View Full Version : Help in Identifying & "Appraising" a Shotgun...

Stephen A. Camp
November 29, 2002, 04:34 PM
Hello. My father-in-law has this old gun. It appears to say "Chas. Ingram" on it and I can read little else. It's an old side-by-side 12 ga and appears to've been quite "fancy" in its day. The release for the bbls in on the right side of the gun rather than atop the pistolgrip.

Maybe this pictures can aid in its identification and possible worth?
Any and all help is appreciated.


This little plaque noting that the gun's from someone to someone else is on the lower rear edge of the buttstock.

From the top...

On the right side of the shotgun is the lever for opening it...

I THINK this is the maker?

Another view...

Well, that's about the best I can do on the thing in terms of identifying it. The words between the bbls on the top are sooooooooo faint I could hardly read them, but I THINK it also said "Proof Steel" and the last word MIGHT HAVE BEEN "Glassgow."

Again, any help appreciated and thanks.


November 30, 2002, 01:48 AM
Stephen, try posting at http://www.gunshop.com/. They deal in double guns (shotguns, rifles, drillings, etc).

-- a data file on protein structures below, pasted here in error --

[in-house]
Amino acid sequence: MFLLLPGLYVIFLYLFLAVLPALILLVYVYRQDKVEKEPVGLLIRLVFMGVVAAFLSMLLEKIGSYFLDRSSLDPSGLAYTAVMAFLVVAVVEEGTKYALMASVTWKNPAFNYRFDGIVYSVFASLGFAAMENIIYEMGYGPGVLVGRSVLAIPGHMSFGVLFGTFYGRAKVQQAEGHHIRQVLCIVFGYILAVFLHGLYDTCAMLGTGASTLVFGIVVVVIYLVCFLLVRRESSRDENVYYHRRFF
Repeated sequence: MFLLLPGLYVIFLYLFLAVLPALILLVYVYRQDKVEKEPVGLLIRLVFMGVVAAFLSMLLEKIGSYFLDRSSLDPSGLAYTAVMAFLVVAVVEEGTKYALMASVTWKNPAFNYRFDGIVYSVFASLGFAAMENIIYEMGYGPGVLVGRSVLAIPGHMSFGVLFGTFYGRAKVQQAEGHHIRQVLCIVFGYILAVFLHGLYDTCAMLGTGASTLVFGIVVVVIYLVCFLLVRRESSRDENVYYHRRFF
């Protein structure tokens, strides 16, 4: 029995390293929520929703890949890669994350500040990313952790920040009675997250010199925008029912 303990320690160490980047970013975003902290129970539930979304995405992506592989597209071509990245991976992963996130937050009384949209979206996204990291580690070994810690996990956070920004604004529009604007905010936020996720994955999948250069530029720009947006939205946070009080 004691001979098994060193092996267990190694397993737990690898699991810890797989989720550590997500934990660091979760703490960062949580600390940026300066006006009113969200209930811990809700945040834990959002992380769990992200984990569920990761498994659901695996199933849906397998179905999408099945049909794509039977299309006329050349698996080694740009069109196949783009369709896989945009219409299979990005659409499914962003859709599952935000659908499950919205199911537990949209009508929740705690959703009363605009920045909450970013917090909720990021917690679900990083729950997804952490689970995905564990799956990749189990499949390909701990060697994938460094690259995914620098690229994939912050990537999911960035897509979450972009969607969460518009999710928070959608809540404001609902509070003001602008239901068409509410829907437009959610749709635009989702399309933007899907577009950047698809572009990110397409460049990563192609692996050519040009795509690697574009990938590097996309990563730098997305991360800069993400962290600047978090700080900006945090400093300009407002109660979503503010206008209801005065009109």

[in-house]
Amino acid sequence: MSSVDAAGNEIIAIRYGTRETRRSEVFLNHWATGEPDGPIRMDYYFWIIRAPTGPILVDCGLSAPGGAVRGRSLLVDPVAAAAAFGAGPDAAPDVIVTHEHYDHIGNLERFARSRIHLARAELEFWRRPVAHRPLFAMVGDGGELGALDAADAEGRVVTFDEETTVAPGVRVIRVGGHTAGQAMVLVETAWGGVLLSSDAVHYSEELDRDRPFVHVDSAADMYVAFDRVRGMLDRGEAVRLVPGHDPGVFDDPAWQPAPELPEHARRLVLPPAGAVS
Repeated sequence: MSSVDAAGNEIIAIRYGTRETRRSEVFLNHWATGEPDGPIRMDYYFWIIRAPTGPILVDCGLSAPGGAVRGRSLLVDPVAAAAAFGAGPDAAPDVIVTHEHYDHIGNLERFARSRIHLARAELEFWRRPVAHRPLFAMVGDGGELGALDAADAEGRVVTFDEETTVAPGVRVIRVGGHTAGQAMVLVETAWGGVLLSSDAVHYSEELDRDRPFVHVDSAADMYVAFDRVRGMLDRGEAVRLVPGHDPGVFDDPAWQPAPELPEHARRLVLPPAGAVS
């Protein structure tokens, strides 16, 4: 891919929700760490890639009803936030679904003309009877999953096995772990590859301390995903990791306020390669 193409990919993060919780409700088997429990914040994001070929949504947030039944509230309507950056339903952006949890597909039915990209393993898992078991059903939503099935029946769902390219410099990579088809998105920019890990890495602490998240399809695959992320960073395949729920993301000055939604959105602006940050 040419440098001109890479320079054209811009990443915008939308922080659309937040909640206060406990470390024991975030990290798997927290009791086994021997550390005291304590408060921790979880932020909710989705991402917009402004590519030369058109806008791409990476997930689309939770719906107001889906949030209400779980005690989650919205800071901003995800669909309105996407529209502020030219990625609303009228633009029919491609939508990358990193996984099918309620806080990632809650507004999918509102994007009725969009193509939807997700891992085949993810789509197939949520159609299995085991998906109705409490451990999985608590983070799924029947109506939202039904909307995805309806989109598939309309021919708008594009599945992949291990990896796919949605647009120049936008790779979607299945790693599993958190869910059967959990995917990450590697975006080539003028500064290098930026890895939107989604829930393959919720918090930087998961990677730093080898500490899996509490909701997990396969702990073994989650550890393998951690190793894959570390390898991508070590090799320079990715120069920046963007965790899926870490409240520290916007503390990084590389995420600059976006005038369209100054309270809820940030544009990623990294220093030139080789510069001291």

Stephen A. Camp
November 30, 2002, 08:17 AM
Hello. Thanks for the tip.


Jim Watson
November 30, 2002, 10:41 AM
The lever layout looks like Needham's Snap Action Sidelever of 1862 as illustrated in Greener. Greener said the pattern was effective and durable and guns were in use for years after top levers came in.

The locks, hammers, fences, and receiver contours are all different from the Needham shown by Greener.

Guesses follow:

"Proof Steel" and "Glasgow" tell me that a Scots maker, Mr Ingram, was making sidelever guns for his conservative customers who wanted no newfangled hammerless toplevers. The patent had probably run out by then.

If that faint inscription is "Glassgow" and not "Glasgow" I have to wonder if it might not be a Continental copy. Such misspellings were common in the trade gun business.

Proof marks would help. Are they legible on the bottom of the barrel breeches or the water table of the receiver?

Let us know what the real experts say.

November 30, 2002, 12:16 PM
The book Side by Sides of the World by Charles E Carder lists;
INGRAM, CHARLES- Of Glasgow, Scotland, circa 1860, very high quality, cased with extra barrels. Sidelock, engraved, checkered wood, cased with accessories (very ornate)
No other information from this book.

Jim Watson
November 30, 2002, 01:31 PM
Might be older than I thought.
With steel barrels I figured it was a sidelever hammer gun built out of period, but David McKay Brown says:
"In 1836 yet another famous Glasgow gunmaker founded his business, and by 1855 Charles Ingram is recorded as being a **cast steel barrel maker** and his target rifles were highly regarded. The firm of Ingram survived until 1945."
Looks like the Scots might have started getting over the Damascus fashion sooner than the Sassenachs.

These folks have an Ingram toplever hammer gun for sale at 1450 pounds.

Stephen A. Camp
November 30, 2002, 06:17 PM
Hello, gentlemen, and thanks so much for the help.
On behalf of my father-in-law, thanks as well.